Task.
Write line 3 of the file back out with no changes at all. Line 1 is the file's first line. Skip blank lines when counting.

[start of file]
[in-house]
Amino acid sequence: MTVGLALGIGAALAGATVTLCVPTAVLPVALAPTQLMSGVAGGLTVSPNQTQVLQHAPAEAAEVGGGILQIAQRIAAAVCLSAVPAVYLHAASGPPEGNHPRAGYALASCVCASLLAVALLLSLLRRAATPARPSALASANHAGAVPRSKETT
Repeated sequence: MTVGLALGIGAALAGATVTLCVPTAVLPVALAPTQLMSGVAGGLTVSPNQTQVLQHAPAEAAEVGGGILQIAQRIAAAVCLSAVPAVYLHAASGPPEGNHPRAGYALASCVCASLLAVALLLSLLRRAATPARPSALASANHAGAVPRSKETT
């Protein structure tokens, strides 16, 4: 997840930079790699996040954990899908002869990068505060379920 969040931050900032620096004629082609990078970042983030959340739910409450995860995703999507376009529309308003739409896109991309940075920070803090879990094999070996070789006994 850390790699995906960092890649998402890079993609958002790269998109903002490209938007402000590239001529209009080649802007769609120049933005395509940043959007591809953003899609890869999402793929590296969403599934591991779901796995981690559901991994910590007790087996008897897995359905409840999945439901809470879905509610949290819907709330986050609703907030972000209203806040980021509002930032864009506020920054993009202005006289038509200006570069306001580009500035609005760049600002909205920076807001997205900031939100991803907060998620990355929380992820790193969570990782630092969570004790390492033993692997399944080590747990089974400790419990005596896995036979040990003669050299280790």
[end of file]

Repeated sequence: MTVGLALGIGAALAGATVTLCVPTAVLPVALAPTQLMSGVAGGLTVSPNQTQVLQHAPAEAAEVGGGILQIAQRIAAAVCLSAVPAVYLHAASGPPEGNHPRAGYALASCVCASLLAVALLLSLLRRAATPARPSALASANHAGAVPRSKETT